In a weekend dominated by the disclosure of the presidential candidates' first quarter campaign receipts, New Jersey governor, John Corzine, signed into law a plan (Bill S2193) to move the state's 2008 presidential primary to the increasingly popular first Tuesday in February. As CQ Politics reports, the state moved for the second time this cycle; first moving from the first Tuesday after the first Monday in June to the last Tuesday in February and then from that date to the first Tuesday after the first Monday in February. State lawmakers in New Jersey cited voting rights as their main motivation. The reason for the first move was to enhance the state's say in who the major parties' nominees are to be. With more and more states clustering on February 5 however, affecting the nominations appeared less and less likely.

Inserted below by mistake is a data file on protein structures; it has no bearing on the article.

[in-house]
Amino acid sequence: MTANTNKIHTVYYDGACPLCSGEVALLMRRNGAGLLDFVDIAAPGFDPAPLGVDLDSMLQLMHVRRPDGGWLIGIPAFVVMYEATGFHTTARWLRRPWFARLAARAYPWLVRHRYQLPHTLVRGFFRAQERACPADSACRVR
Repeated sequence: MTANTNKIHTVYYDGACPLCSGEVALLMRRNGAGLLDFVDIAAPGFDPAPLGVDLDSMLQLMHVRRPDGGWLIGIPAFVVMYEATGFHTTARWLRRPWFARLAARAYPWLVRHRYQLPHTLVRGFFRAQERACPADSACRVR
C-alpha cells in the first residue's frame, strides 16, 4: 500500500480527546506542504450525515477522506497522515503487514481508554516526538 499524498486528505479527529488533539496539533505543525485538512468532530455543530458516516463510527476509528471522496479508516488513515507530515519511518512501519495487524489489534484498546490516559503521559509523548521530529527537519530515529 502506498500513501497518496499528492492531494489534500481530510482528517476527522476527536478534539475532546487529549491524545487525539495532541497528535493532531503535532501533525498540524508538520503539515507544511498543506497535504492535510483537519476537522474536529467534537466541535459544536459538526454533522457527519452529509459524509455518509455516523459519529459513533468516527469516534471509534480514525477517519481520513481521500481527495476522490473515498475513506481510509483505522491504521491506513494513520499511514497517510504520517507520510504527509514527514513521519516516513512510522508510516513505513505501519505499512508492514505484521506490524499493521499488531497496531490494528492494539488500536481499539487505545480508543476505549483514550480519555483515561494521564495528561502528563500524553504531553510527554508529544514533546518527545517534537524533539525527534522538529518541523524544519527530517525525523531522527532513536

Of course, such a move can be seen as necessary only if one feels the nominations will be decided on or before February 5. If one is to believe the state legislatures and state parties making the decisions to move and the media, then the consensus appears to fall firmly behind that notion. However, if the picture is muddled as to which candidates remain viable after the de facto national primary on that first February Tuesday, then the February 26 date New Jersey initially moved to may have proven more consequential. Some of this thinking is reflected in the recent discussions in the Maryland legislature to move the state's primary to the week following the fifth.